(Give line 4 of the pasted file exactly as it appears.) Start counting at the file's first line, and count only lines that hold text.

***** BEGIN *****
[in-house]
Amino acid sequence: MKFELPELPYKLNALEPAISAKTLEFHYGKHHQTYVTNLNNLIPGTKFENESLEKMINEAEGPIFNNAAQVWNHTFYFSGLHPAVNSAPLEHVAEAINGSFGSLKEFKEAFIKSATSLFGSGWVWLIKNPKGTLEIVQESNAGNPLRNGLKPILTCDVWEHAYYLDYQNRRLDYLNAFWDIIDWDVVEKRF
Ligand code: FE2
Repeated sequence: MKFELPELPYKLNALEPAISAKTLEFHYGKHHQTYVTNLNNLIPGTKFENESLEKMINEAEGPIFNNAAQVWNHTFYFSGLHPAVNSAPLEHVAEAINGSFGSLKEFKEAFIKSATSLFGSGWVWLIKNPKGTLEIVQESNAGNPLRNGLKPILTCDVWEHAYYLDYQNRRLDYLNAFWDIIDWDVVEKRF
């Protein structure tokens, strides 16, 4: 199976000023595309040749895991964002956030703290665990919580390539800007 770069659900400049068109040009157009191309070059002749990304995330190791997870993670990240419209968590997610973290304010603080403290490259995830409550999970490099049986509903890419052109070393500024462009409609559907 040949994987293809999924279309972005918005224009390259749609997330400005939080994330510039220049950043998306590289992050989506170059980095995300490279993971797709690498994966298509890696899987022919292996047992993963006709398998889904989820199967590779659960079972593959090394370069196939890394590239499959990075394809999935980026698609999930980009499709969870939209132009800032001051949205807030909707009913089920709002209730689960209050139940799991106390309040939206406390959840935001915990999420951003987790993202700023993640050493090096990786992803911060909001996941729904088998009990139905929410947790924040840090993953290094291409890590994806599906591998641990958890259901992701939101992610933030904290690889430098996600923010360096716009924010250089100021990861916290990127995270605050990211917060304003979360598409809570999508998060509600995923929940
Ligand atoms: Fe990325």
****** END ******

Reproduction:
Repeated sequence: MKFELPELPYKLNALEPAISAKTLEFHYGKHHQTYVTNLNNLIPGTKFENESLEKMINEAEGPIFNNAAQVWNHTFYFSGLHPAVNSAPLEHVAEAINGSFGSLKEFKEAFIKSATSLFGSGWVWLIKNPKGTLEIVQESNAGNPLRNGLKPILTCDVWEHAYYLDYQNRRLDYLNAFWDIIDWDVVEKRF